"Frontier Psychiatrist" is a song by Australian electronic music group the Avalanches. It was released on 21 August 2000 as the second single from the group's debut album Since I Left You. Produced by Avalanches members Robbie Chater and Darren Seltmann, under their production alias Bobbydazzler, the track is built around many sampled elements, much like other tracks from its parent album, including prominent vocal samples of the sketch "Frontier Psychiatrist" by comedy duo Wayne and Shuster, and an orchestral background sourced from an Enoch Light version of the composition "My Way of Life" (1968).
|Single by the Avalanches|
|from the album Since I Left You|
|Released||21 August 2000|
|The Avalanches singles chronology|
Upon release, it peaked at number 18 on the UK Singles Chart and number 49 in the group's native Australia, becoming their first single to enjoy commercial success. "Frontier Psychiatrist" was well received by music critics, who praised the Avalanches' use of samples.
According to group members, "Frontier Psychiatrist" was not planned beforehand by the group and in his words, "happened from us just messing around." Group members Robbie Chater and Darren Seltmann were driving figures in the production of the album, spending months scouring Melbourne's "old record stores for old records" and spending hours sampling music from the records they found to create. The duo primarily worked with a Yamaha Promix 01 and Akai S2000 samplers. Dexter Fabay, turntablist and keyboardist for the band, brainstormed the idea for "Frontier Psychiatrist", and his scratching is heard prominently on the track.
"Frontier Psychiatrist" is built around several elements sampled from other music; Chater and Seltmann, who produced the track, sampled music from several vinyl records in the production and creation of Since I Left You. The track also makes prominent use of scratching done by the band's turntablist Dexter Fabay.
The prominent orchestral sample heard throughout the track is sourced from a recording by the Enoch Light Singers of the 1968 composition "My Way of Life", originally composed by Bert Kaempfert, Herbert Rehbein and Carl Sigman.
Only the aforementioned two samples are credited in the liner notes of Since I Left You; various other uncredited samples are used in the track, with sources ranging from golf instructionals, Christian records and "Reading for the Blind" tapes.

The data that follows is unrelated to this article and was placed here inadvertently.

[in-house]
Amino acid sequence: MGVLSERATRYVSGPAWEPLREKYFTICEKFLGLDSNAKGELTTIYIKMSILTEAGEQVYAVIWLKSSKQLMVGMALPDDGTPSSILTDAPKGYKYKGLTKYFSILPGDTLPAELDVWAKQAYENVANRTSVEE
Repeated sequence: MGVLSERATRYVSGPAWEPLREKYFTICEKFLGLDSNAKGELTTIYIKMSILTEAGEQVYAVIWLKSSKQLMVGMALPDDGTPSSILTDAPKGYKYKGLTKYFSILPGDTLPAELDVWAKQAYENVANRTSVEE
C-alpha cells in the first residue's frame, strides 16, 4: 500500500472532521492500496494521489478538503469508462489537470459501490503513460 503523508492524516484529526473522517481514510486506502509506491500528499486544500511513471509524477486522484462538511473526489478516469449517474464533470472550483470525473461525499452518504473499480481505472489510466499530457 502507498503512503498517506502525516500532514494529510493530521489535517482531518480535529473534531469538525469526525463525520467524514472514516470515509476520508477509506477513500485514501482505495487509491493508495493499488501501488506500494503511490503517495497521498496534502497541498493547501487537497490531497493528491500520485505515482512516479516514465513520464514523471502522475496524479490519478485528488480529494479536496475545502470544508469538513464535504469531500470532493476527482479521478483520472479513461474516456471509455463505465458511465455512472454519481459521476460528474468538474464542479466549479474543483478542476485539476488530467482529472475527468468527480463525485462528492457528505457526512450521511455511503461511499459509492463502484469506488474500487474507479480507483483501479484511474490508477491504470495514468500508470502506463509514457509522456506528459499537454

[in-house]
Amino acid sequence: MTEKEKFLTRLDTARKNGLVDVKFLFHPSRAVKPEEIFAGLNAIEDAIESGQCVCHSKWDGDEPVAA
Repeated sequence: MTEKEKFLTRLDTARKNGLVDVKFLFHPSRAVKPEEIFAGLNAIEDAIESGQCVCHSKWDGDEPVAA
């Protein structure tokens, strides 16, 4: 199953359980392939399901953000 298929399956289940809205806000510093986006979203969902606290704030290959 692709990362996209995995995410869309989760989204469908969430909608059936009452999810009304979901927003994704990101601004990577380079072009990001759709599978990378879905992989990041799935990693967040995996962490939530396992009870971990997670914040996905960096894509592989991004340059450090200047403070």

Critics acclaimed "Frontier Psychiatrist". Marc Savlov of The Austin Chronicle said it was "hands down the best example of the sheer giddy pleasure of turntablist art you've likely ever heard." Matt LeMay of Pitchfork described the track as "one of the funniest songs I've heard in ages", praising its vocal samples, including "brilliant scratching on a sample of a parrot". Christine Hsieh of PopMatters wrote: "Most impressively, though, is the way the Avalanches make things like whinnying horses and spoken word sound kooky and fresh instead of recycled and stale." She cited "Frontier Psychiatrist" as a "perfect example of this aesthetic". Matthew Horton, writing for the book 1001 Songs You Must Hear Before You Die, described it as "the album [Since I Left You] in microcosm—busy, daft, composed of countless unconnected parts, yet somehow entirely natural as a whole."
"Frontier Psychiatrist" and Soulwax's "No Fun / Push It" were the subjects of a short essay written by English writer Nick Hornby as a part of his book Songbook, a collection of short essays on tracks with particular emotional resonance to Hornby.
The "Frontier Psychiatrist" music video, directed by Tom Kuntz and Mike Maguire, features characters re-enacting and musicians playing elements of the track, including vocal samples, violins, horns and drums.
The video was released to critical acclaim. The video was the runner-up in the "Best Music Video" category at the 2002 Rushes Soho Shorts Film Festival. Pitchfork Media placed the video at #19 on their list of the "Top 50 Music Videos of the 2000s".